Imagine if the late Slobodan Milosovic had donated to Kosovar refugee relief. Or the infamous and unrepentant Australian serial backpacker killer Ivan Milat had sent cheques to a victims of crime charity? In 2000, the SIDS (sudden infant death syndrome) Foundation in Australia was embarrassed by Philip Morris's support for its Red Nose Day fundraiser, as smoking along with a prone sleeping position are the two main risk factors for SIDS.1
But can there be a better candidate for the most cynically calculated piece of charitable donation yet than British American Tobacco's (BAT) current public support of Guide Dogs of Australia?2
There are an estimated 8200 cases of smoking related blindness in Australia caused by accelerating age related macular degeneration.3
There is even a pack warning4
and a TV advertisement on the issue.
Rogue industries calculate that donating to unassailably worthy causes provides morally bullet‐proof cover. The cheque's in the mail and on with our day job, right?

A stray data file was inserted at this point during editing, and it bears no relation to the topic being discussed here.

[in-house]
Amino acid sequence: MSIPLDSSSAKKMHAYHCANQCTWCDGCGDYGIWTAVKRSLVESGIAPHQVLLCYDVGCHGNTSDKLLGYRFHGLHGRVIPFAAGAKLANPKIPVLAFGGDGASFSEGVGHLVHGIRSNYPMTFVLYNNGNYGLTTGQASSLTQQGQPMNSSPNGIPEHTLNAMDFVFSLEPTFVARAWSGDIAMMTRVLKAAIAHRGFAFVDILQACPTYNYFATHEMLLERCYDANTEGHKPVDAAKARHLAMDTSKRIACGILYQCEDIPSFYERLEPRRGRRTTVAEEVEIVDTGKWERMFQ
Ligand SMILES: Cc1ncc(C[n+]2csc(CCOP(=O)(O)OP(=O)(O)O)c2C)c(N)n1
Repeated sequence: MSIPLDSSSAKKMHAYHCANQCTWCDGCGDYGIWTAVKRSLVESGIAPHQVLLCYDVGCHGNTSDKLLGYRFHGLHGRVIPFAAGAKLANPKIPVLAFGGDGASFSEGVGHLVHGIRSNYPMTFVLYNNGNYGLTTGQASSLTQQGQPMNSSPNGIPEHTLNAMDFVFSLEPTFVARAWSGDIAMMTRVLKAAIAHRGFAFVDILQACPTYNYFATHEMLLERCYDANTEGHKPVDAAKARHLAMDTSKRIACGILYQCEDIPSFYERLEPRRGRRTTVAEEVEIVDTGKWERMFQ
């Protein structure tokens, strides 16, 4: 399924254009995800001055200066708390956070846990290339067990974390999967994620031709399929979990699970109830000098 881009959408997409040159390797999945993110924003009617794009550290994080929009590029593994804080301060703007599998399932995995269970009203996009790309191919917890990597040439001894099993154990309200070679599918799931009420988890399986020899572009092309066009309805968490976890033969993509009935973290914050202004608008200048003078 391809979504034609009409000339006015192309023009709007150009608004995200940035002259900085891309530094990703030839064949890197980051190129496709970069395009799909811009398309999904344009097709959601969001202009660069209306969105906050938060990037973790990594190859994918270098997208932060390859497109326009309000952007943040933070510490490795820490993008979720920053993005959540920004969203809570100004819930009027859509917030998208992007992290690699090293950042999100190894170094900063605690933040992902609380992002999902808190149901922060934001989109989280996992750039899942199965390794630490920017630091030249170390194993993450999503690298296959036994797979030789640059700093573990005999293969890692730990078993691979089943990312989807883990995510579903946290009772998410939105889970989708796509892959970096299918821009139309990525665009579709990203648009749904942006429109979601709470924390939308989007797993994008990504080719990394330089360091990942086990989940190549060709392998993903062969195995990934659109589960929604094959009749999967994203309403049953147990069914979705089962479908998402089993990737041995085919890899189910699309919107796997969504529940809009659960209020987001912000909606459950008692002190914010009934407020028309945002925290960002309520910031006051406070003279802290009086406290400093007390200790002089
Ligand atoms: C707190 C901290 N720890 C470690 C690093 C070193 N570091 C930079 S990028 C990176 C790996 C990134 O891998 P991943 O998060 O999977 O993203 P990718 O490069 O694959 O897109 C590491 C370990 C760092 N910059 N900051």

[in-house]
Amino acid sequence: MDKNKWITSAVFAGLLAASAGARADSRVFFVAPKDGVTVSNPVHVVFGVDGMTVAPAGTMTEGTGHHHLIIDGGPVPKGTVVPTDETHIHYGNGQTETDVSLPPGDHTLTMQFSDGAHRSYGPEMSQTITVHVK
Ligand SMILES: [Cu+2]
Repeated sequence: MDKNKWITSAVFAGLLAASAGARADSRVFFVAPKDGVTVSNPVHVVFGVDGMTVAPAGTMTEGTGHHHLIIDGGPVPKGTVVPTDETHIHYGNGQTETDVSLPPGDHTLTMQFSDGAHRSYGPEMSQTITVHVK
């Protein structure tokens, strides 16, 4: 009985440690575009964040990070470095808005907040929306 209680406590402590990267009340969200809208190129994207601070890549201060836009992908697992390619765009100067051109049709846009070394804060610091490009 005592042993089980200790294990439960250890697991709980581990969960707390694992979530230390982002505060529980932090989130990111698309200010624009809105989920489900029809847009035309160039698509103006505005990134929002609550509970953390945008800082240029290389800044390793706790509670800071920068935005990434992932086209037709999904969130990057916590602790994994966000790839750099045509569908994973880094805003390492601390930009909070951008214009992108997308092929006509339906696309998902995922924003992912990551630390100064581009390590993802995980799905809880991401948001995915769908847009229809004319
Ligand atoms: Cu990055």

Philip Morris has given support to domestic violence, homelessness, Aboriginal health, and BAT to tsunami relief. Who would be churlish enough to ever question such donations, they reason. The recipients are often desperate and thankful, and unlikely to give immediate thought to where the money comes from. It's the ends that count, not the means.
Precisely. BAT's donation is a wafer thin slice of its annual profit, drawn from its day job sales of products which slowly send thousands blind. The company has been aware since at least 19985
about the research on smoking's effects on the eyes, but has never warned its customers. Many parents teach their children that charity should be anonymous, not a cause for self aggrandisement. We should be all in favour of such industries privately and silently unloading their guilt money onto good causes. But would it be too much to ask BAT to spare everyone the applause and do it anonymously?